Criminal defamation is back again as a live issue until either the Criminal Law (Codification and Reform) Act is amended or until someone with the appropriate standing contests the law’s constitutionality in the Constitutional Court under our new Constitution. The Constitutional Court has agreed that its unanimous finding last year that the section of the Act was not justifiable in a democratic society was a finding in terms of the old Constitution and so did not now apply with the new Constitution.
We cannot know if it would apply under the new Constitution until someone facing a criminal charge seeks the court’s opinion.
We would hope that Parliament, as it cleans up our legislation to make it conform to the new Constitution, will take that opportunity to delete the crime from the statutes. It does not appear to be needed and has been used by many in recent years to harass the media rather than being used for exceptionally rare cases when its use might be valid.
There has only been one successful prosecution for criminal defamation in the almost 35 years of independence, when a newspaper was found guilty of accusing the then Judge President of lying about a matter concerning his official duties.
This met the generally agreed test that a criminal defamation had to be so serious that society as a whole could be seriously damaged if people believed the published falsehood, not just one person or group, and that there was no other way of sorting the matter out.
Normally if one person or one group is defamed they can launch a civil suit and if successful will receive monetary damages. And there was just one prosecution – unsuccessful – in the whole 90 years of the colonial period.
In both those cases there could have been a different course followed if the Attorney-General was permitted, in exceptional cases, of launching a civil suit on behalf of a defamed judge and we see no problem in granting the Attorney-General such permission.
It would meet the twice-a-century need that our legal history tends to suggest is required without causing the highly undesirable damage to freedom of speech.
The problem arose when our criminal law was codified and a lot of people, who were unaware that the potential offence existed, now did know.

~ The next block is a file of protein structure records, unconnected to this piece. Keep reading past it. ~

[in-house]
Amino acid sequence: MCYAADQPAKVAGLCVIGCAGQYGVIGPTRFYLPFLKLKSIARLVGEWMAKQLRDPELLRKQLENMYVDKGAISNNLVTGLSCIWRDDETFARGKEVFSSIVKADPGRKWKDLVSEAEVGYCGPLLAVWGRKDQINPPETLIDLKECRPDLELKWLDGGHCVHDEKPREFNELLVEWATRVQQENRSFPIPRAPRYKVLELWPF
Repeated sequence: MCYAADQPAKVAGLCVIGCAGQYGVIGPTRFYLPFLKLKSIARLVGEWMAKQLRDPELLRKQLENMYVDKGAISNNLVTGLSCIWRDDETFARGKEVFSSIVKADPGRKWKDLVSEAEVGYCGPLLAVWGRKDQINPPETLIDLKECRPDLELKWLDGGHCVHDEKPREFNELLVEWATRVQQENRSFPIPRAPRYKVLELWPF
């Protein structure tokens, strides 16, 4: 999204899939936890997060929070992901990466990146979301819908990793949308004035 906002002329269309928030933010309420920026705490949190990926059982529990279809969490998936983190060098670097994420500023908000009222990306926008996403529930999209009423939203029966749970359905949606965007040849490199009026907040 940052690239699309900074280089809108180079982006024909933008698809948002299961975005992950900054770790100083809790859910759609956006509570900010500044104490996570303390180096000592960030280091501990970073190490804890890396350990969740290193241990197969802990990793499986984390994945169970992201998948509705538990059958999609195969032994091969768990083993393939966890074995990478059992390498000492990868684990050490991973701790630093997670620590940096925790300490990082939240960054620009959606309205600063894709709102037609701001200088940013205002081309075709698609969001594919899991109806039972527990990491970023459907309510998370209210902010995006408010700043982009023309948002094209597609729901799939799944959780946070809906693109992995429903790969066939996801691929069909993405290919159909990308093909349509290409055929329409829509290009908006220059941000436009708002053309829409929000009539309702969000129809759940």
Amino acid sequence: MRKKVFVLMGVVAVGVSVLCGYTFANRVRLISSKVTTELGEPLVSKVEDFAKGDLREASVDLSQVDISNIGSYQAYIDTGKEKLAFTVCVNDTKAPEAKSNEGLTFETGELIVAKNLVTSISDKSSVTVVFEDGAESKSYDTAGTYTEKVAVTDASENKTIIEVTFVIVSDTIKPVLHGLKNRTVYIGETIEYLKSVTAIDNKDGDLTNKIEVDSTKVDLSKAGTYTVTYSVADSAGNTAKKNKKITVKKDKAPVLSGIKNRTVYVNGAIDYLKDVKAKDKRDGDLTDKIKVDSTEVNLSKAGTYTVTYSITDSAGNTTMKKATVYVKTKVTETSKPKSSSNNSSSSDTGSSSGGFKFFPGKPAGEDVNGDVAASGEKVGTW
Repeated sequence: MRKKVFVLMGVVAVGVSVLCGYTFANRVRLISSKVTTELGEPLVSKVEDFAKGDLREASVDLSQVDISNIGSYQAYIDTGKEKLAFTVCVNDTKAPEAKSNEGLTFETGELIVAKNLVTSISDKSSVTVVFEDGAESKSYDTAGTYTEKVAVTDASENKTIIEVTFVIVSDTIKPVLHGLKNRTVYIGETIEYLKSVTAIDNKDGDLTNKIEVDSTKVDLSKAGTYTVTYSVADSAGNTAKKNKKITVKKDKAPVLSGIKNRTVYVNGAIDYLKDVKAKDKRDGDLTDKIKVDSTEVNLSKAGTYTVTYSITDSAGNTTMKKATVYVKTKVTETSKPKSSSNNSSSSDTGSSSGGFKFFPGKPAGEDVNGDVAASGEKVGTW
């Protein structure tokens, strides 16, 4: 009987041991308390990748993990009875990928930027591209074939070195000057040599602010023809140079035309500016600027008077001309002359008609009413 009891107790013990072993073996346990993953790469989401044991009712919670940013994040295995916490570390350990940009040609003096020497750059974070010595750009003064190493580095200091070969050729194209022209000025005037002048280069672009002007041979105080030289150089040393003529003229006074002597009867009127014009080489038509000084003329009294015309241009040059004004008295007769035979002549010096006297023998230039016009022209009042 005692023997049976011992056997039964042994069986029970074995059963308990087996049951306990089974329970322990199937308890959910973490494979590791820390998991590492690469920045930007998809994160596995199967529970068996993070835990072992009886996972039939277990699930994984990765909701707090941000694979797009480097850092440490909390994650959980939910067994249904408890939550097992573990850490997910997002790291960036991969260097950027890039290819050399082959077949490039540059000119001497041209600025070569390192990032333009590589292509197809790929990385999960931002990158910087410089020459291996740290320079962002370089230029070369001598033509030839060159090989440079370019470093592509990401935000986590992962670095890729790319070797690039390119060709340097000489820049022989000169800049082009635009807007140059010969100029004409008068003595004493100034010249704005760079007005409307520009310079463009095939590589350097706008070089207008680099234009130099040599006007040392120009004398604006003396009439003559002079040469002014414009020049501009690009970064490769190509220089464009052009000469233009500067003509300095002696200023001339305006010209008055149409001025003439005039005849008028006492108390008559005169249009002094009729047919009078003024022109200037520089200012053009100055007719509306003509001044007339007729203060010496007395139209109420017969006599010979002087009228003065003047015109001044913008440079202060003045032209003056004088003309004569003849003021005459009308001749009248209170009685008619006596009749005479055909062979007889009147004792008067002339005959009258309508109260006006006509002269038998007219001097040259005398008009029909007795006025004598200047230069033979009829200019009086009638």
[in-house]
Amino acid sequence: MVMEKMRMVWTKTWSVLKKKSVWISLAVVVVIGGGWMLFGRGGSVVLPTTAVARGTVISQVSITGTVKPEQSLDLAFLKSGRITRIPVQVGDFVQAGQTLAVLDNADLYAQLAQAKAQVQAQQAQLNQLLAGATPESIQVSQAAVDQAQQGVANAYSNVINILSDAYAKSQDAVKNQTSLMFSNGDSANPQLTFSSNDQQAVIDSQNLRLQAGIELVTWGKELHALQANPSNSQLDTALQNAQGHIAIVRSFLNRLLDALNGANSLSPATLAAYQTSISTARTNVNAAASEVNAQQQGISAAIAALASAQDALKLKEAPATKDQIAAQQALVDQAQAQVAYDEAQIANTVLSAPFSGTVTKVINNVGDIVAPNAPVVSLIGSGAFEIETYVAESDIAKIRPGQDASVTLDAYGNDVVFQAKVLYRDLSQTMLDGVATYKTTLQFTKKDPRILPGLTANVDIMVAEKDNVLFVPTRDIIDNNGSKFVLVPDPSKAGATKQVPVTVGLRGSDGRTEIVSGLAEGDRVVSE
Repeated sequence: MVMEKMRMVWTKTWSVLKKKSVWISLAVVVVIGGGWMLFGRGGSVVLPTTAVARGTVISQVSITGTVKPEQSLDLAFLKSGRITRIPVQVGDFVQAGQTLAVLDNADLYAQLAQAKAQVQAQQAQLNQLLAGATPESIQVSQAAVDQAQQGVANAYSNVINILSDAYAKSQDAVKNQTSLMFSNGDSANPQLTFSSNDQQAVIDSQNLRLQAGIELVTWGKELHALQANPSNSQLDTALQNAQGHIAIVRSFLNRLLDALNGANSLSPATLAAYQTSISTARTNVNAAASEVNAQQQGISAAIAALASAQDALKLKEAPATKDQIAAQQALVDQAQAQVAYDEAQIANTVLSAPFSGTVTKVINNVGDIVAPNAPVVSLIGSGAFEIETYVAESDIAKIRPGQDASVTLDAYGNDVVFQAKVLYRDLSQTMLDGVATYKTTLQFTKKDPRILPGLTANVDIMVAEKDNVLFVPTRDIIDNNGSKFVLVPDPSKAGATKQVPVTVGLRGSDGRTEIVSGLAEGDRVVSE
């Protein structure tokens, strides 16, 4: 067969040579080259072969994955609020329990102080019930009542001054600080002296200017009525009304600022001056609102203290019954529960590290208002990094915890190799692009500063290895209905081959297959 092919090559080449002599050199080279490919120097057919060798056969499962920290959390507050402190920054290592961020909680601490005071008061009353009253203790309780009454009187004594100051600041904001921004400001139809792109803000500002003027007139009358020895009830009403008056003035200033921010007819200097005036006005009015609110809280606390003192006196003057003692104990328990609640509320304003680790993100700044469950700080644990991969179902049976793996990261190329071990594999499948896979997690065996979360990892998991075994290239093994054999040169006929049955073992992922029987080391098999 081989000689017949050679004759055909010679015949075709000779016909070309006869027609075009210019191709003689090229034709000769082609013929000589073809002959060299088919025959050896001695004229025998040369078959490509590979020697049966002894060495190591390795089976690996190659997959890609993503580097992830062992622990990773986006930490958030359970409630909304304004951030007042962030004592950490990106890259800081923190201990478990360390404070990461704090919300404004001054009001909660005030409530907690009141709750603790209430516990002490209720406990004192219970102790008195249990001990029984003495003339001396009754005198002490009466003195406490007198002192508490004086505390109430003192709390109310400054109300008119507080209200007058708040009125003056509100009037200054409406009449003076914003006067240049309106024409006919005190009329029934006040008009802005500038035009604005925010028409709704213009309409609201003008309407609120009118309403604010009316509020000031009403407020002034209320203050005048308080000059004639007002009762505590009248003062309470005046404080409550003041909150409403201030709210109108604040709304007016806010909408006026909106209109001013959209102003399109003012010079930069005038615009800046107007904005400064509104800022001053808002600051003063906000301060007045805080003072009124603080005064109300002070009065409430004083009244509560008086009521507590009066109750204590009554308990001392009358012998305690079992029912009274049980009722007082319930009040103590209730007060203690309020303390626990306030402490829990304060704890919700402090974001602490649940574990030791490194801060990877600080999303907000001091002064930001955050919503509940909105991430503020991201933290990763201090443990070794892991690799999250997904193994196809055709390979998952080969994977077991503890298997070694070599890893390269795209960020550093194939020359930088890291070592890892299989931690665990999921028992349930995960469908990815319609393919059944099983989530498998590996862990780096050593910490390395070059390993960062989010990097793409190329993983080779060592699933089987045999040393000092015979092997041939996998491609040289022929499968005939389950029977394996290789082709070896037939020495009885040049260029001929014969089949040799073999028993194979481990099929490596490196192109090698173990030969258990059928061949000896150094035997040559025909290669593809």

Instead of launching a civil suit, and in almost all cases where a complaint was made to the police this was the more obvious course since only one person was defamed, they instead made a formal complaint to the police.
As we said last year, the police have to investigate all criminal complaints and cannot be expected to be experts in the more arcane areas of the law. Their job is to gather the facts with the Prosecutor-General deciding whether these facts are worthy of a criminal prosecution. The police do not decide that.
Ending the criminality of defamation will not open the floodgates to lies and falsehoods.
Our civil law has proved time and again quite capable of dealing with defamation with those publishing lies adequately punished by having to pay damages and those hurt by the lies having the satisfaction of quite substantial payments in damages as well a judge telling everyone that the falsehood was, in fact, a lie.
Freedom of speech has never been absolute in the sense that people can hide behind this right if they want to tell lies about other people. If you hurt someone with a lie you may well have to pay for that.
But the largely vexatious complaints raised under the criminal law do appear to cause more harm to freedom of speech than the dubious benefit we obtain from retaining this criminal offence.